Dogs For The Deaf Culminates End Of Fiscal Year With Bettering Lives, While Looking To Future

By July 11, 2017 April 16th, 2019 No Comments

Jack (L) sitting next to his Autism Assistance Dog Dinero, Dogs for Better Lives’ third autism dog placed in southern Oregon since 2016.

CENTRAL POINT, OR; Dogs for the Deaf, Inc. concluded their 2016-17 fiscal year at the end of June, having placed 82 dogs nationally, twenty-three of which were Assistance Dogs (Hearing – 20, Program – 2, and Autism – 1). This was no small feat, considering not every dog (rescue or otherwise) that goes through the organization’s cutting-edge and rigorous 4-6 month training program, qualifies in the end.

Over the past twelve months, Dogs for the Deaf has placed these 23 Assistance Dogs in 14 states across the country. In addition, Dogs for the Deaf has traveled to 14 states to conduct follow-ups with 29 dog and client teams, as well as traveled to 17 states and conducted 34 home interviews with prospective clients.

Not every dog brought in for training ultimately qualifies as an Assistance Dog. Of all the dogs brought in for training, 59 of them were placed as Career Change Dogs in forever homes. Each of these dogs is making a positive impact on lives of their caring clients. Dogs for the Deaf has a lifetime commitment to every one of these dogs and their respective clients.

“Our trained Assistance Dogs not only better the lives of those who hold their leash, a ripple happens when a dog is placed. The partner who worries about their loved one when they are gone, the parent who finds peace in hearing genuine laughter from their child, or the teacher who can deliver that day’s lesson to all their students feel this ripple and thus their lives are better,” noted Client Services Representative Anjanette Wright.

Dogs for the Deaf reached a major milestone in early 2017, placing their third Autism Assistance Dog, further entrenching their cutting-edge autism program in southern and central Oregon. In May Dogs for the Deaf’s first Program Assistance Dog placement in Portland was finalized, further establishing a credible program that places assistance dogs in classrooms and other settings where an adult client uses the dog in a public setting, helping to the better the lives of children and young adults.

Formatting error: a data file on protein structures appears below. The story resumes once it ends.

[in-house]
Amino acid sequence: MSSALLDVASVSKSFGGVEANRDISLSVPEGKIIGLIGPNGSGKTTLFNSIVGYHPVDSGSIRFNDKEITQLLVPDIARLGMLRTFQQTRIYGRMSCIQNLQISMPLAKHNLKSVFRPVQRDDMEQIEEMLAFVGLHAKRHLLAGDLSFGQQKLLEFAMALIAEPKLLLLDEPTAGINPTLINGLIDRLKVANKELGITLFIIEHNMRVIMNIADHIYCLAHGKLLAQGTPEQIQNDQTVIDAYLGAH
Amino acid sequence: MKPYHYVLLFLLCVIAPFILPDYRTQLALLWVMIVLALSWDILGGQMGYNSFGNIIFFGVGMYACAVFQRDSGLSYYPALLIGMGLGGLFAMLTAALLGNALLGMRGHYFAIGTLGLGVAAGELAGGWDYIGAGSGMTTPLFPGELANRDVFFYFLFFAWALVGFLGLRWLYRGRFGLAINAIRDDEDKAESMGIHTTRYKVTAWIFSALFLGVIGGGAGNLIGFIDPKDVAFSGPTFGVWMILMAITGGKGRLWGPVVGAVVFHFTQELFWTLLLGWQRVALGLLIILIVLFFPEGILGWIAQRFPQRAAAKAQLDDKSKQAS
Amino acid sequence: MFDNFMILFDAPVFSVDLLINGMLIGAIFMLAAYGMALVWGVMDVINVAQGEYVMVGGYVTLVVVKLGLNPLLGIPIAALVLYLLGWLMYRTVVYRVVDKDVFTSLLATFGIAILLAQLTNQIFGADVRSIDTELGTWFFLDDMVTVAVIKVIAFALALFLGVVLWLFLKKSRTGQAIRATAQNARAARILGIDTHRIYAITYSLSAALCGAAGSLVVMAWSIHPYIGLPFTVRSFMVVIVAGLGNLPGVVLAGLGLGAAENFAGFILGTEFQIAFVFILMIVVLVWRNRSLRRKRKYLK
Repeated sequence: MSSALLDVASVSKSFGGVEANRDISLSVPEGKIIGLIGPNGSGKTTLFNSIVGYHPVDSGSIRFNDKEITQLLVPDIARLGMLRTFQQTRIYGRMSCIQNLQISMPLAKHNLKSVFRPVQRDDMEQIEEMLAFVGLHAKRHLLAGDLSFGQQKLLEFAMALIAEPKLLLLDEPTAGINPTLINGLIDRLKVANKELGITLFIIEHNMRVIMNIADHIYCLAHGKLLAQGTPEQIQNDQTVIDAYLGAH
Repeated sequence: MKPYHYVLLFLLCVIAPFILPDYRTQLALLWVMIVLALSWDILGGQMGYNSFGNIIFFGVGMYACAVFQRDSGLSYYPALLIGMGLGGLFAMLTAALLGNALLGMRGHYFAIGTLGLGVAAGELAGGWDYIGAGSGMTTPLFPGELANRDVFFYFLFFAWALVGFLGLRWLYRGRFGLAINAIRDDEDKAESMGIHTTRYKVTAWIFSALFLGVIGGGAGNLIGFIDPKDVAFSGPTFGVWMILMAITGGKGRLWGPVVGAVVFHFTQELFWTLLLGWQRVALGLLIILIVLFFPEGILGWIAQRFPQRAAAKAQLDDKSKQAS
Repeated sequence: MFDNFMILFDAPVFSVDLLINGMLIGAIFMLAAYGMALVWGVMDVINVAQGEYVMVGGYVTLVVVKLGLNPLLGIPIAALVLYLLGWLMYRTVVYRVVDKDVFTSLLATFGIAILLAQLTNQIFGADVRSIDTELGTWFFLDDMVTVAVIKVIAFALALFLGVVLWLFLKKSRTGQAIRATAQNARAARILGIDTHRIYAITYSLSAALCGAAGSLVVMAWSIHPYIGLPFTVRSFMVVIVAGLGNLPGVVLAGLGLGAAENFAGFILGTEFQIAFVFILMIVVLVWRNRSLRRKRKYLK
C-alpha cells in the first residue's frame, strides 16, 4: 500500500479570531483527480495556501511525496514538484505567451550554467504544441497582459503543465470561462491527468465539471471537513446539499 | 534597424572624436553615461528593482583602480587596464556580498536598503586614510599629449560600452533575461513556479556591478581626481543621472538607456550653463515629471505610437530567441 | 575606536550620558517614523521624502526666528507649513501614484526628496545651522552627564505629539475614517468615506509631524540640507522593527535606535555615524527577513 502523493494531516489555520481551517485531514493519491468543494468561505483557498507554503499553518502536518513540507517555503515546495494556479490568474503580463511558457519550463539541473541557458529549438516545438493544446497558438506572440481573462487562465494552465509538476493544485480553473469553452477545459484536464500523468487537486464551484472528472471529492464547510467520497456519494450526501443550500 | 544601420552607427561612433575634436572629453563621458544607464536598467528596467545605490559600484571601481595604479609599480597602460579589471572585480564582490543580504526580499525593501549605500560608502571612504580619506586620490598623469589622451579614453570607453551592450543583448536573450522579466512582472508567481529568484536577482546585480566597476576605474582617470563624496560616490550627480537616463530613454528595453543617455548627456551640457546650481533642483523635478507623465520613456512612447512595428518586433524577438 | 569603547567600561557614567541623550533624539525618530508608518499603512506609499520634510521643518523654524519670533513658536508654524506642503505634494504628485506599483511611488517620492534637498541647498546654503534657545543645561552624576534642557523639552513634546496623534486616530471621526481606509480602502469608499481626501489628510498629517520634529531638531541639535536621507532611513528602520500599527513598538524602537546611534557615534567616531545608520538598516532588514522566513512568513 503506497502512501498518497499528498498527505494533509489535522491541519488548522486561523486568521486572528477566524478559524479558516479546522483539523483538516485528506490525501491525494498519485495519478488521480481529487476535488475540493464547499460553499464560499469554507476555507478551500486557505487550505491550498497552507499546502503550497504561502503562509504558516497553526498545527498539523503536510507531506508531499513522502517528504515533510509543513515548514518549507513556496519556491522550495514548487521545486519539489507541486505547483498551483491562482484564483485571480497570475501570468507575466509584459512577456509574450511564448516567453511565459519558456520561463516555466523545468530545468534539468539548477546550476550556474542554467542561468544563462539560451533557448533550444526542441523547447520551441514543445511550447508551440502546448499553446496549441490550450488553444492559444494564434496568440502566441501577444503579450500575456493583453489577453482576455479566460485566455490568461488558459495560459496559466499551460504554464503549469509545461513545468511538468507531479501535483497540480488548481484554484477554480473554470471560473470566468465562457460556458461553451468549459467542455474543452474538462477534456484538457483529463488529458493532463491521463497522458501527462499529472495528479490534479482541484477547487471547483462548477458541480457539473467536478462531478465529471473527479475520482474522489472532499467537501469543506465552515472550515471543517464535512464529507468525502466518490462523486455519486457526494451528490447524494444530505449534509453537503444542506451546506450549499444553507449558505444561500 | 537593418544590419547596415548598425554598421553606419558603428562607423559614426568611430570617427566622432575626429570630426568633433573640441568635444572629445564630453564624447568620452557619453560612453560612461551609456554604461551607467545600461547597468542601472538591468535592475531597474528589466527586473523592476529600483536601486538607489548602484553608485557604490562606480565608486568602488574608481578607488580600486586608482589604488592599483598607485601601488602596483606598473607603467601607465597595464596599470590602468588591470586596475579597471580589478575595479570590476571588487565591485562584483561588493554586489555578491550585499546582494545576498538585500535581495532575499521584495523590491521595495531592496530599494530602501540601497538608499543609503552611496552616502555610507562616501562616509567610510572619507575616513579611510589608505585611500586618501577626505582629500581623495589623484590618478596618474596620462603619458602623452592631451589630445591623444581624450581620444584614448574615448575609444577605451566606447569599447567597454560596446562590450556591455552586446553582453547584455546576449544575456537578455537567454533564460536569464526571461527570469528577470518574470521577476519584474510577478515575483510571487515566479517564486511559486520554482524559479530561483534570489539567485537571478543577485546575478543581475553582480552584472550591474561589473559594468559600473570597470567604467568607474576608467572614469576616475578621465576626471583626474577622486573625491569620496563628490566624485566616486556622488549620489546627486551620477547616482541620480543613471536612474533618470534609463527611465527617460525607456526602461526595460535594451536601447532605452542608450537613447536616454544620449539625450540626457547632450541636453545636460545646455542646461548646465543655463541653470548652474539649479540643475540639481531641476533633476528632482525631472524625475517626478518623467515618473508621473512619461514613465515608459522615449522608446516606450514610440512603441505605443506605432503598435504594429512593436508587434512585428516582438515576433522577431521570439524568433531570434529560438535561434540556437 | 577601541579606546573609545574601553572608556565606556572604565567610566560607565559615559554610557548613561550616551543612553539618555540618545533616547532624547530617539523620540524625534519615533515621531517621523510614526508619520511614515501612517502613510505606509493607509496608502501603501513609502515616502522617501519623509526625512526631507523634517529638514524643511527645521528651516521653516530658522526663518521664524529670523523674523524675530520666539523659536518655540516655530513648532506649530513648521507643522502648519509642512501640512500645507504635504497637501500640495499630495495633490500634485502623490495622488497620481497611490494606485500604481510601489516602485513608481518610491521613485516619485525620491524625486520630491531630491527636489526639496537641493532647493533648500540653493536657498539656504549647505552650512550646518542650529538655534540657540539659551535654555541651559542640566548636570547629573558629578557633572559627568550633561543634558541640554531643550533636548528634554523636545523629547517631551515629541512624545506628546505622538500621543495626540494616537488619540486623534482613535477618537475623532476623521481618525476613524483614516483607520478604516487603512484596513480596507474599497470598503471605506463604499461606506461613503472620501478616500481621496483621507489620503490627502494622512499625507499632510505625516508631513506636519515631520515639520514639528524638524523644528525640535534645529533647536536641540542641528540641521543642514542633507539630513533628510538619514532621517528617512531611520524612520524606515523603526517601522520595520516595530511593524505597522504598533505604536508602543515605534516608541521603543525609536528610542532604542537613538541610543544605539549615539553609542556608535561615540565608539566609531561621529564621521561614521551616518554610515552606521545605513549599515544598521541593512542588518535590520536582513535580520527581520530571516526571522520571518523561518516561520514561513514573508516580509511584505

In November Dogs for the Deaf broke ground on a new 18,900 sq. ft. Second Training Facility that will be located on their southern Oregon campus, in Central Point, OR. The two-story, 40-kennel facility will eventually support the capacity to triple the number of dogs secured, professionally trained, and ultimately placed with qualifying clients. The new facility is expected to be completed and operating in early 2018.

“We have outgrown our current facility and can change the lives of many more families with our new training building. The Training Staff can’t wait to move in and start training dogs. With new larger kennels and open training areas, more dogs can be trained for all three of our programs,” stated Training Director John Drach.

Dogs for the Deaf is celebrating its 40th anniversary in 2017, and with the organization’s more recent expanded expansion into Program Assistance Dogs and Autism Assistance Dogs, rebranding is necessary to best exemplify the diversity and breadth of all the great work this national nonprofit does. Dogs for the Deaf will be unveiling a new name and logo in November 2017 that best represents who they are as an organization, though the mission to rescue will not change.

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Dogs for the Deaf is a national 501(c)(3) nonprofit organization focusing on the training and placing of Hearing Assistance Dogs, Program Assistance Dogs, and Autism Assistance Dogs. Accredited by Assistance Dogs International (ADI) and recognized by Charity Navigator as a 4-star nonprofit, Dogs for the Deaf has been rescuing dogs, bettering lives, and providing assistance dogs since 1977.

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